On February 3, 2017, Charles Schwab Corp announced it was cutting its commission rates on U.S. stock and exchange-traded fund trades from $8.95 per trade to $6.95 per trade. One month later, on March 1, 2017, Fidelity Investments ran full page ads in major newspapers announcing that it would cut its commission rate from $7.95 to $4.95 per trade. According to the Wall Street Journal, “the price cuts are a way for brokerages to capture growing sums of money flowing into ETFs.”
Why would a firm voluntarily cut its prices 38%? The Journal notes, that Fidelity, “with 17.9 million customer accounts, has tried in recent years to woo millennials through improved mobile applications and debt-management services, and the cuts are partly a way to attract more younger investors. Fidelity also has tried to more aggressively attract fresh cash from investors through fund-fee cuts and other incentives.” The article also quotes Kerim Derhalli, former head of stock trading at Deutsche Bank AG that, “The industry also is wading through a generational shift. Baby boomers have started to withdraw their savings.”
Ram Subramaniam, president of Fidelity’s retail brokerage business said, “Millennials are starting to come into the market, and they represent a huge customer segment for the future,”(emphasis added).
Impacts on the Economy
These generational changes will have huge impacts on the U.S. economy. Brokerage firms slashing their commission rates are just the tip of the iceberg, as Millennials buying habits and preferences begin to be felt across industries.
The Millennial generation totals 27% of the U.S. population, less than the 35% the boomers represented at their peak in 1980. When the baby-boom generation drove the economy in the 1990s, growth in gross domestic product averaged 3.4% a year. As the Millennials hit their stride, they could help lift GDP growth to 3% or more, at least a percentage point higher than current levels.
The Millennials already account for an annual $1.3 trillion of consumer spending, or 21% of the total, says Christine Barton, a partner at the Boston Consulting Group, which defines this cohort as ages 18 to 34. As the economy pulls out of an extended period of sluggish growth, helped in part by this rising generation, annual growth in consumer spending is likely to revert to its long-term average of 3.5% to 4% from about 2% now. Likewise, consumer spending on durable goods could rise sharply.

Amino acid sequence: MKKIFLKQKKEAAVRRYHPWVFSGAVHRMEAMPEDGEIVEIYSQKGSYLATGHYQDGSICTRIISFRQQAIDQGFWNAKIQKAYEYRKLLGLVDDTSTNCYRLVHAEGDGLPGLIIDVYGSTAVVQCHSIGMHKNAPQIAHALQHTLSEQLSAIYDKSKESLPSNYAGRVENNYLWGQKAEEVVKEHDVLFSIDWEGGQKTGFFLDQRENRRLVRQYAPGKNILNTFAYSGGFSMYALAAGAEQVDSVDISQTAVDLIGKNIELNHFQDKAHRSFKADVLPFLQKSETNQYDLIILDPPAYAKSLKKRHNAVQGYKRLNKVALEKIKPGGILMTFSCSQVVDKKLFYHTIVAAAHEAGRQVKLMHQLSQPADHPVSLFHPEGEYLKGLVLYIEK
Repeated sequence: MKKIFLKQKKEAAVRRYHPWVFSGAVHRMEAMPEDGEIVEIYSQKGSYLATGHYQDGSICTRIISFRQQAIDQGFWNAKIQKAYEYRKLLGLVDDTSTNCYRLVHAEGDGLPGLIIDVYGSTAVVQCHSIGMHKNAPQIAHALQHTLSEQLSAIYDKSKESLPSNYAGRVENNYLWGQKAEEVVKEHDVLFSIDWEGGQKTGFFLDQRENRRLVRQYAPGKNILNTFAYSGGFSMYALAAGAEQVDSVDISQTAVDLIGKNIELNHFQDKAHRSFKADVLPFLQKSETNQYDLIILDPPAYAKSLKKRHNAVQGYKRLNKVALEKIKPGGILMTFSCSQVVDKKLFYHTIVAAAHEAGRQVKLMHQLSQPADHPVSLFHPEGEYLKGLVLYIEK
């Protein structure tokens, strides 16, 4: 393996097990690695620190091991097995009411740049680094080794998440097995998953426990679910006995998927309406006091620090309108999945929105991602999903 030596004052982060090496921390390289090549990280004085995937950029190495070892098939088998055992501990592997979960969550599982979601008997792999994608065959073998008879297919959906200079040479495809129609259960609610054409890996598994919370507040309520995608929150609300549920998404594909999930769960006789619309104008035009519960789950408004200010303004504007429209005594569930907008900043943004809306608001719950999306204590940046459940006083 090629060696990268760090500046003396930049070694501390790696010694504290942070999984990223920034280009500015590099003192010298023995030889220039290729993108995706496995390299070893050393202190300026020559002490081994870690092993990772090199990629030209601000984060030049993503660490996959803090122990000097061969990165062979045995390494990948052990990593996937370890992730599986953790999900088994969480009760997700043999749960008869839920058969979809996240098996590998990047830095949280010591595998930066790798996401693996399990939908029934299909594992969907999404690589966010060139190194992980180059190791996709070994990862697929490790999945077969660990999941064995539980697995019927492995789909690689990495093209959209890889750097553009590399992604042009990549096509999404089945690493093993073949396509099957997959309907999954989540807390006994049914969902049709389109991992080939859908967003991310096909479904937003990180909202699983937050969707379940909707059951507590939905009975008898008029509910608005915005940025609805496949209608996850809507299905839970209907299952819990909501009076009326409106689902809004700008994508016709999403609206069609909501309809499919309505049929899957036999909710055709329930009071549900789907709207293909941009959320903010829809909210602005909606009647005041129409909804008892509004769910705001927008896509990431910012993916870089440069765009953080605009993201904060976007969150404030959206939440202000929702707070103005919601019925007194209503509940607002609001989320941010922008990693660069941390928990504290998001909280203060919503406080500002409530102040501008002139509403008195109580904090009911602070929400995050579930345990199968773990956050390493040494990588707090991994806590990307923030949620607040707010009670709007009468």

According to the Pew Research Center, 93 % of millennials own smartphones, and 86% use social media. Microsoft’s 2016 State of Global Customer Service report found that 64% of millennials believe social media is an effective channel for customer service, versus only 27% of boomers. millennials are said to want responsiveness and self-service. While boomers might simply stop doing business with a company because of poor service, younger consumers seem obligated to warn other consumers via social media and review sites. A study by Nuance Communications found 27% percent of millennials have written a negative review – almost twice as much as boomers. millennials are said to prefer tech-savvy, self-service solutions. B2X research indicates 50% of millennials spend at least three hours a day on their smartphones.
Wellness is a daily, active pursuit for millennials, who exercise more, eat smarter, and smoke less than previous generations.
Brand preferences vary dramatically in millennial mindset importance than in previous generations, leading to challenges for marketers in every industry as they compare benefits consumers seek to brand scores in trying to focus resources to have the most impact.